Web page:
September 4, 2008
Russia’s Africa Deals Raise Alarm in Europe
By Tom Pfeiffer
Russia is reviving an interest in Africa that collapsed along with the Cold War, and its growing appetite for deals in oil and natural gas is an added cause of unease in an energy-hungry Western Europe.
Companies from Russia say their goal is to diversify energy interests and secure raw materials for a fast-growing economy, but the businesses are also seen as tools of an increasingly assertive Kremlin foreign policy.
The fact that Russian companies have yet to make major progress in Africa has not assuaged Western concerns, particularly because the Russian intervention in Georgia raised new questions about the reliability of energy supplies from the east.
Northern Africa is already an especially important alternative source for European countries that fear over-reliance on Russian energy.
"Quietly, but with rising amounts of panic, we're hearing officials from major European governments complain about what the Russians are doing," said Jon Marks, editorial director of the industry newsletter Africa Energy.
Russia's push goes beyond traditional allies that it supplied with weapons and money during the Cold War.
One of its biggest trading partners in Africa is Morocco, a staunch U.S. ally that supplies Russia with mineral phosphates consumed in large quantities for fertilizer.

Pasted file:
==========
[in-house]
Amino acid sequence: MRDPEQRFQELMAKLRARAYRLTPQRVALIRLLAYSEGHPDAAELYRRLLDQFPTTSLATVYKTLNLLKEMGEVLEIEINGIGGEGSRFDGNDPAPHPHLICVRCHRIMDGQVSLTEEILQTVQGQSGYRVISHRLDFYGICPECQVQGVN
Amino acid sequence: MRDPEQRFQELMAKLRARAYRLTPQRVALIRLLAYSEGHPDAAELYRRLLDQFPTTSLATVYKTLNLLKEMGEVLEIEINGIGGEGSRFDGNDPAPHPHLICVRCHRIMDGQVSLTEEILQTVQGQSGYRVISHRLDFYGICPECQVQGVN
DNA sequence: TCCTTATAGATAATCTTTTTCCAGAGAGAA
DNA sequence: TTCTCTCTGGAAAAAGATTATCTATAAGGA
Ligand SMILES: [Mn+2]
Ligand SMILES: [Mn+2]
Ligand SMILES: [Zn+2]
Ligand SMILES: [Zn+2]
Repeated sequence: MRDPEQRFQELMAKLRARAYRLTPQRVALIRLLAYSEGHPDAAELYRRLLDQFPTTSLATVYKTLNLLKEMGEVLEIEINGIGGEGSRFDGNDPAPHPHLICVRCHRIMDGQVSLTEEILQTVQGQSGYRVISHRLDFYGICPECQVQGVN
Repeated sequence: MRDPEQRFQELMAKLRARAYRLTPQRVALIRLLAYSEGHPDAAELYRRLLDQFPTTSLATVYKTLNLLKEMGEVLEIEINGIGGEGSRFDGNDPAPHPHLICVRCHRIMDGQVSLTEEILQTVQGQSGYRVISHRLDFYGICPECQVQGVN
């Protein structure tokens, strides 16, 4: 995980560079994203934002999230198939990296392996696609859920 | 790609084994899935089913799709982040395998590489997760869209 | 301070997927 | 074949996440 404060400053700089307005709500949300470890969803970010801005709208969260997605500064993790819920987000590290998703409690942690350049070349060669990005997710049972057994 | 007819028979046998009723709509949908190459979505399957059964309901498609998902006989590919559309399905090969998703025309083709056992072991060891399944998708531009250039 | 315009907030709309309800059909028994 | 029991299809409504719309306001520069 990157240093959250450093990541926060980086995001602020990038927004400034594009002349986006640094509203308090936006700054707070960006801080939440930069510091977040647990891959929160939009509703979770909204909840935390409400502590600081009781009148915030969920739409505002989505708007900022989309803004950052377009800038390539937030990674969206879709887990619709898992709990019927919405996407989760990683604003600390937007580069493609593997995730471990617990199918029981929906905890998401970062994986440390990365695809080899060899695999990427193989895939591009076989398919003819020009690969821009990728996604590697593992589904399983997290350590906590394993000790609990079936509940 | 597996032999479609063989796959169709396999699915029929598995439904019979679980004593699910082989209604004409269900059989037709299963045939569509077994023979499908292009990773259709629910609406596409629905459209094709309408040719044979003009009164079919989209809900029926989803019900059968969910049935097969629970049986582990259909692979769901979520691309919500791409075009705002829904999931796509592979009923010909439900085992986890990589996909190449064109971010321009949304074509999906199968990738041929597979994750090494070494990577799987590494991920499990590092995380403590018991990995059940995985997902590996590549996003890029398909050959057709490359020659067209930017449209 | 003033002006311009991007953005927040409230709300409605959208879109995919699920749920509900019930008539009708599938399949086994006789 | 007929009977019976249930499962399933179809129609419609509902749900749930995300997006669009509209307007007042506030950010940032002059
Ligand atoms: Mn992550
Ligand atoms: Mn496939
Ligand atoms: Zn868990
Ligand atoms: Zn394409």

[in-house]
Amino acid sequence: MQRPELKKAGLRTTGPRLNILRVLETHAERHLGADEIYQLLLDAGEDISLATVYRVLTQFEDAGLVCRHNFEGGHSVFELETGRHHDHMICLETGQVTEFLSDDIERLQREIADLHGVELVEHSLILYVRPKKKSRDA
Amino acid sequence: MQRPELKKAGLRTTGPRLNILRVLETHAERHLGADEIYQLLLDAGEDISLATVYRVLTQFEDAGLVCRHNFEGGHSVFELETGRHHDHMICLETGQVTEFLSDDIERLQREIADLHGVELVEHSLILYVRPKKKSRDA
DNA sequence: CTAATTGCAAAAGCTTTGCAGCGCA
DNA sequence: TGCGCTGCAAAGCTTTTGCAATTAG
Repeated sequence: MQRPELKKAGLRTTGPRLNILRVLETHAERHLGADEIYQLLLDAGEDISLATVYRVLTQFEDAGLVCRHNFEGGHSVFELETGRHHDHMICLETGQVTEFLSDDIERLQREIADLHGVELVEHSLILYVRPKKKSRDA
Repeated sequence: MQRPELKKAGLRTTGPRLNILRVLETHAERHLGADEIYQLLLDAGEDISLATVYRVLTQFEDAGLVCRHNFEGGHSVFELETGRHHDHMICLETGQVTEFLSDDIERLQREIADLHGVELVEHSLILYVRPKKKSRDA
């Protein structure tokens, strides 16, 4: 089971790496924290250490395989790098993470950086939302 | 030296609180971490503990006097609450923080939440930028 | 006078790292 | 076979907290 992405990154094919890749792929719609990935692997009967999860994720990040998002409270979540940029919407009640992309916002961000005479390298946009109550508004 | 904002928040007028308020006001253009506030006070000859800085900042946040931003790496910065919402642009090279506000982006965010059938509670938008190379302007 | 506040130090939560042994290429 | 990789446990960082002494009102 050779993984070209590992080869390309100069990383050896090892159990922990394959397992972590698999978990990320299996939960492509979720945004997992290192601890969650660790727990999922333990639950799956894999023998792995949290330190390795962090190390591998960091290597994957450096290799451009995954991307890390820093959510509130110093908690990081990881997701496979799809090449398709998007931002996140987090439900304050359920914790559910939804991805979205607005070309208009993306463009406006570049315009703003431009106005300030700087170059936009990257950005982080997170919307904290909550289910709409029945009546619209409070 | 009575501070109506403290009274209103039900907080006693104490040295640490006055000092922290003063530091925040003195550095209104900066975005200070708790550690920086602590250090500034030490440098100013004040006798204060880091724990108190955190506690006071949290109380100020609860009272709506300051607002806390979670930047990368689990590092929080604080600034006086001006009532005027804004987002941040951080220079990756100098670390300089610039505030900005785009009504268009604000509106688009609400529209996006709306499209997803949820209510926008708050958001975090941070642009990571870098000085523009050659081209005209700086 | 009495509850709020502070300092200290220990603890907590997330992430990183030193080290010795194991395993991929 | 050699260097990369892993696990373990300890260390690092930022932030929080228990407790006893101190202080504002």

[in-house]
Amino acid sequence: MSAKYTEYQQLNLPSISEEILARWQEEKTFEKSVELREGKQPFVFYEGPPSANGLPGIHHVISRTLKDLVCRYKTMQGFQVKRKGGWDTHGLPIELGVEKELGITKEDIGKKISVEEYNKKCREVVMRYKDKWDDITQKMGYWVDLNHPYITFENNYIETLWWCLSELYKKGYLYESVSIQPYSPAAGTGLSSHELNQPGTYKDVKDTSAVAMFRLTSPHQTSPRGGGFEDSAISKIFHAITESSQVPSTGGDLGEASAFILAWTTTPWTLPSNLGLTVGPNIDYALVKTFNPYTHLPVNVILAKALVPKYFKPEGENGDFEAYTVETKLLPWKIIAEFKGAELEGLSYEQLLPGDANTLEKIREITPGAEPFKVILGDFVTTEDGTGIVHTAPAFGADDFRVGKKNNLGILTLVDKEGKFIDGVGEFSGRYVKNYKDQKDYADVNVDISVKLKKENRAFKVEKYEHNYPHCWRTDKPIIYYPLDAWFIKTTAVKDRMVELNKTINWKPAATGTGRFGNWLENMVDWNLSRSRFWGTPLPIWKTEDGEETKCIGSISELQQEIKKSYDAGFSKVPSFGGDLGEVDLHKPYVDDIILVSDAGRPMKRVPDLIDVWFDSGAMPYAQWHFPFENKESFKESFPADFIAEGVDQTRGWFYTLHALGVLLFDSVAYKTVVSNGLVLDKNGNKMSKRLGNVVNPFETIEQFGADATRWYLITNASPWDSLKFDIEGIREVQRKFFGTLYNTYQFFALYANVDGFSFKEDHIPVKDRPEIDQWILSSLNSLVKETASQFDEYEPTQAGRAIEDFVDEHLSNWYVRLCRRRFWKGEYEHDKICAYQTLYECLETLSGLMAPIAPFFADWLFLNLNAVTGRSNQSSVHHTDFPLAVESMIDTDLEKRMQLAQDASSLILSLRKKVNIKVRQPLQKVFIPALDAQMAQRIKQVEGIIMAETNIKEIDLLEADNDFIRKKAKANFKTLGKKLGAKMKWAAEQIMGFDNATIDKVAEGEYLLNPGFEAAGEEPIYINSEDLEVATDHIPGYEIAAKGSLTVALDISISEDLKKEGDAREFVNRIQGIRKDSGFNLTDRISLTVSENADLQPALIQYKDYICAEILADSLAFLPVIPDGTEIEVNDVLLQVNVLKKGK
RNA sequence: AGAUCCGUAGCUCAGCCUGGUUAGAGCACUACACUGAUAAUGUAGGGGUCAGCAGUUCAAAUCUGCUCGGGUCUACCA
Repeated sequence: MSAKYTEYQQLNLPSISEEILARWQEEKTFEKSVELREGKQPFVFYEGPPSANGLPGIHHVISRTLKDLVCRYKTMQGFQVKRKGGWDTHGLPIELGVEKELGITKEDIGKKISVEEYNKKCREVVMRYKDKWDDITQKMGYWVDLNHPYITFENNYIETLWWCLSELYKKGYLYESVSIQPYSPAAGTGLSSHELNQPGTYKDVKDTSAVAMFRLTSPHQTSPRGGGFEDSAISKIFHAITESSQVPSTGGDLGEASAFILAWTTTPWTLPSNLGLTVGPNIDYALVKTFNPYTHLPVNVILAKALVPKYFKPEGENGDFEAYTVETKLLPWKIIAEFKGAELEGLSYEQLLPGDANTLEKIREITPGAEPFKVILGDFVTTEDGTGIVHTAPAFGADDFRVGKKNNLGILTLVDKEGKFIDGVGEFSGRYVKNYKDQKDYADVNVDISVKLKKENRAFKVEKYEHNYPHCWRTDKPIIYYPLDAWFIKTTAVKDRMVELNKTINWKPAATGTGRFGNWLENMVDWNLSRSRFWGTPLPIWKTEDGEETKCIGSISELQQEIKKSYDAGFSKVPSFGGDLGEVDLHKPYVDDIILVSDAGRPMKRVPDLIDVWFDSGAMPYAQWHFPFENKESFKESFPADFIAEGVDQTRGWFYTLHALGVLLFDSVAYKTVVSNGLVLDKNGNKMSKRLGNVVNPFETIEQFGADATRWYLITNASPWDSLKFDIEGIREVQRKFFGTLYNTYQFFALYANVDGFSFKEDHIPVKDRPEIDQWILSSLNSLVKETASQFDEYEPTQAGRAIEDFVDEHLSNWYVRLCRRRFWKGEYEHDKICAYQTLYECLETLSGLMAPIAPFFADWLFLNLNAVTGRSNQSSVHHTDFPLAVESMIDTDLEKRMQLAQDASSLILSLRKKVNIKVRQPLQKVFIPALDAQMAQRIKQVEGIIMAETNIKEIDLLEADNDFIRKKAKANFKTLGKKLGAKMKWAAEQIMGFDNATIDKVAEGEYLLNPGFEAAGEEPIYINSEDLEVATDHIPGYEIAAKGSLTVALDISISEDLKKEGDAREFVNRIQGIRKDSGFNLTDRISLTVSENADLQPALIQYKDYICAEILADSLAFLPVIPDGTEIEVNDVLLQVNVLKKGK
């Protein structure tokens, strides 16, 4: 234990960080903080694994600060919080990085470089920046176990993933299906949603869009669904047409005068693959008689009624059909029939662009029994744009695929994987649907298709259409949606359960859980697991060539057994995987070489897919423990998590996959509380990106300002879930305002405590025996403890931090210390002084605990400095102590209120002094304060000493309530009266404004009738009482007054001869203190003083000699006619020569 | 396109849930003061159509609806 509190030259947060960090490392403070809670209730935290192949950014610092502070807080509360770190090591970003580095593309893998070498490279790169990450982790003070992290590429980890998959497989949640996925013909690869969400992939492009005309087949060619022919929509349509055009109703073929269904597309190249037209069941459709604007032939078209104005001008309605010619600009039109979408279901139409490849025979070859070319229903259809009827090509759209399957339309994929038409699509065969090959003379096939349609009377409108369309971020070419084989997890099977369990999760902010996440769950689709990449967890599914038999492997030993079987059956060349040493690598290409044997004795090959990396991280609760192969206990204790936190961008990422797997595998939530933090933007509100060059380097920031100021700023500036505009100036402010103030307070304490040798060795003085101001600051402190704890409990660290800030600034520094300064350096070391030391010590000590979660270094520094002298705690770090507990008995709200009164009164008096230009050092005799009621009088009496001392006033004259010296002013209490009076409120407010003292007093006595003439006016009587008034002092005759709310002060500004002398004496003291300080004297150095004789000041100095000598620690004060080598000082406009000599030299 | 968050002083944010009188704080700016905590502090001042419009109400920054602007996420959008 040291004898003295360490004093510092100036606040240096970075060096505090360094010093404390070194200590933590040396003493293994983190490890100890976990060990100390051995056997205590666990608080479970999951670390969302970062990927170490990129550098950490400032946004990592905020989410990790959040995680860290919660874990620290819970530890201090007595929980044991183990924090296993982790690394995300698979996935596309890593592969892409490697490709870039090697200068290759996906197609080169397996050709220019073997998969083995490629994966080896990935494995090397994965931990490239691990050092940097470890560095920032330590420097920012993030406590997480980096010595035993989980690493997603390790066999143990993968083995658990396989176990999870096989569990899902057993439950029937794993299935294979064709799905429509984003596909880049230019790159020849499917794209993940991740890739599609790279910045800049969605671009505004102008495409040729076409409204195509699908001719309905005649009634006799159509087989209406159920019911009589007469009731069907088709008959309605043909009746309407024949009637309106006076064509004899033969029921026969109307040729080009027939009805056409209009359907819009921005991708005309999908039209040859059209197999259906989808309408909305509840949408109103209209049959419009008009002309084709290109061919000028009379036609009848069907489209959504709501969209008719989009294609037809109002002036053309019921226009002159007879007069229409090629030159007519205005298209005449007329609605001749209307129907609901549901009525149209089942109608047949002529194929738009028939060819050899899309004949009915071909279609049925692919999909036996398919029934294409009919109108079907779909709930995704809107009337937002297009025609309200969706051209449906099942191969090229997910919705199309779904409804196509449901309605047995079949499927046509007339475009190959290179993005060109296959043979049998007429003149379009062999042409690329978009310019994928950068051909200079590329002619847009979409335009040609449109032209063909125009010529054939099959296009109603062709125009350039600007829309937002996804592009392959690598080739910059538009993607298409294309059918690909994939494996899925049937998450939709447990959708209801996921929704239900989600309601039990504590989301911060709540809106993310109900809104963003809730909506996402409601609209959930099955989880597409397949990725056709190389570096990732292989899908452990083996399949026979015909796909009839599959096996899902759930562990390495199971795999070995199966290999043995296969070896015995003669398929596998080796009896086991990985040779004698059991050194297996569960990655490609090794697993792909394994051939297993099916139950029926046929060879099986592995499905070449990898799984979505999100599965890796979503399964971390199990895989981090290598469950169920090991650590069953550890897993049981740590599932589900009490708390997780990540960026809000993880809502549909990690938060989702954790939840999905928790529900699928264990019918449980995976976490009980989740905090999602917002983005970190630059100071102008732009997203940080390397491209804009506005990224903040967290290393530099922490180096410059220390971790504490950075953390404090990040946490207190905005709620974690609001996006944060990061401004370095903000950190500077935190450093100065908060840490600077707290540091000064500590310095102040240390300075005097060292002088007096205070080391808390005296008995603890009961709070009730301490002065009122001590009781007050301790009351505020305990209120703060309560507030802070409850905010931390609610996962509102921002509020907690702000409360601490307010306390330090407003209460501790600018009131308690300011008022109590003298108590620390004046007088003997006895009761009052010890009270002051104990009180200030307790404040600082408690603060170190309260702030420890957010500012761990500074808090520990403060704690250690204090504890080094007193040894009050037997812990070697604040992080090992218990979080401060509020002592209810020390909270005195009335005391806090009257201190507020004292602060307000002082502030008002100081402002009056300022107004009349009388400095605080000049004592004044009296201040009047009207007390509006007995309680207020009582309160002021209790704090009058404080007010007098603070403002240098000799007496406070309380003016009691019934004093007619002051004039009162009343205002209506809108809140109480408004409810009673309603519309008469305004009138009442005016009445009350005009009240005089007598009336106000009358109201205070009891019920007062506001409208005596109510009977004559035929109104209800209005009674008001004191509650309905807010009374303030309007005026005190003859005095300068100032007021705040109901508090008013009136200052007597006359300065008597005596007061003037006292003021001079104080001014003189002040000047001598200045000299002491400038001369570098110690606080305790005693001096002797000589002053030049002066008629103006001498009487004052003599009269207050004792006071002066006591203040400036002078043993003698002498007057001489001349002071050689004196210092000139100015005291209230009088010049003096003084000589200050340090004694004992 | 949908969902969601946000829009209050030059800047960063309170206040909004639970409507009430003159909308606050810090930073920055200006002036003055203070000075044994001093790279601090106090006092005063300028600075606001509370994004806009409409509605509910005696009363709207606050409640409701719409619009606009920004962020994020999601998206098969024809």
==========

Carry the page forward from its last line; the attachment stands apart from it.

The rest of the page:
But Russia also has shown that it wants to keep strong ties with Algeria, a former ally and a neighbor and rival to Morocco. The Kremlin agreed in 2006 to write off $4.7 billion of Cold War-era debt in exchange for a deal to sell Algeria combat jets, submarines, warships and missiles.
Russian companies, like counterparts from China and other Asian countries, are spending billions of dollars for better access to the mineral wealth of countries across the continent. Such interest is particularly welcome to those African governments that balk at conditions on democracy, human rights and openness that can be attached to dealings with Americans or Europeans.
The big concern in Western Europe is that Russia's tentative deals with African members of the Organization of Petroleum Exporting Countries are an attempt to get a stranglehold on Europe's natural gas supplies. The Russian company Gazprom, which already provides a quarter of Europe's gas, agreed with the Algerian oil company Sonatrach to seek out and commercialize natural gas together after Vladimir Putin visited Algiers last year as Russia's president, before he became prime minister.
Sonatrach is the European Union's third-biggest supplier of gas, after Russia and Norway.
This week, Gazprom signed an oil and gas exploration agreement with Nigeria, although details are yet to be determined, Nigerian National Petroleum announced Wednesday.
Gazprom said in April that it was in talks to take part in a multibillion-dollar project to pipe Nigerian gas to Europe across the Sahara.
In July, Gazprom said it could build a pipeline to pump Libyan natural gas to Europe. Libya has also agreed to sell some of its oil and gas to Russia.
"There is a distinct strategy here," said Marks, the Africa Energy editorial director. "Gazprom doesn't necessarily get a controlling stake, but the Russians are getting a place at the table."
He said a deal Italy signed last weekend to compensate Libya for misdeeds during its colonial rule was partly intended to maintain Italy's critical energy relationship with Libya.
Elsewhere in Africa, Lukoil, Russia's largest oil company, plans to explore for hydrocarbons in Ghana and Ivory Coast, and Sintezneftegaz has acquired oil exploration rights off Namibia.
Originally published by Reuters.
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